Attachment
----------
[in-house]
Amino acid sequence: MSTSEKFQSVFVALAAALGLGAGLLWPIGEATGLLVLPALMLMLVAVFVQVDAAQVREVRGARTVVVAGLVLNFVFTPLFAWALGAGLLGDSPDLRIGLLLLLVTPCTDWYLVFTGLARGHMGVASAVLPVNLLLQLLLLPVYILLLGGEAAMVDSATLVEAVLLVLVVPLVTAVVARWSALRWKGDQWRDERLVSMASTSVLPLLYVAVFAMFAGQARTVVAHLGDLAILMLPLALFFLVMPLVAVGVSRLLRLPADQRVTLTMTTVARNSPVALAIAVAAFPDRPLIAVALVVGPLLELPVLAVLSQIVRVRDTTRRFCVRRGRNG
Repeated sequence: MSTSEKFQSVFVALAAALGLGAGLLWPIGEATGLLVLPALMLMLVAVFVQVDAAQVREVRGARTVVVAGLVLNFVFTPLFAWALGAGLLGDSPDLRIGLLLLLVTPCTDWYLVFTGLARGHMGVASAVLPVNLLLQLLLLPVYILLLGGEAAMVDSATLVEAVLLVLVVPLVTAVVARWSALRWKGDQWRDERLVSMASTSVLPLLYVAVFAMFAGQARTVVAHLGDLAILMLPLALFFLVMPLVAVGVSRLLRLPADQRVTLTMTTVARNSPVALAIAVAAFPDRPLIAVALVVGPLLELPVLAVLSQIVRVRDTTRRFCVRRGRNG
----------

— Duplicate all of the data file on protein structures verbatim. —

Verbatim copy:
[in-house]
Amino acid sequence: MSTSEKFQSVFVALAAALGLGAGLLWPIGEATGLLVLPALMLMLVAVFVQVDAAQVREVRGARTVVVAGLVLNFVFTPLFAWALGAGLLGDSPDLRIGLLLLLVTPCTDWYLVFTGLARGHMGVASAVLPVNLLLQLLLLPVYILLLGGEAAMVDSATLVEAVLLVLVVPLVTAVVARWSALRWKGDQWRDERLVSMASTSVLPLLYVAVFAMFAGQARTVVAHLGDLAILMLPLALFFLVMPLVAVGVSRLLRLPADQRVTLTMTTVARNSPVALAIAVAAFPDRPLIAVALVVGPLLELPVLAVLSQIVRVRDTTRRFCVRRGRNG
Repeated sequence: MSTSEKFQSVFVALAAALGLGAGLLWPIGEATGLLVLPALMLMLVAVFVQVDAAQVREVRGARTVVVAGLVLNFVFTPLFAWALGAGLLGDSPDLRIGLLLLLVTPCTDWYLVFTGLARGHMGVASAVLPVNLLLQLLLLPVYILLLGGEAAMVDSATLVEAVLLVLVVPLVTAVVARWSALRWKGDQWRDERLVSMASTSVLPLLYVAVFAMFAGQARTVVAHLGDLAILMLPLALFFLVMPLVAVGVSRLLRLPADQRVTLTMTTVARNSPVALAIAVAAFPDRPLIAVALVVGPLLELPVLAVLSQIVRVRDTTRRFCVRRGRNG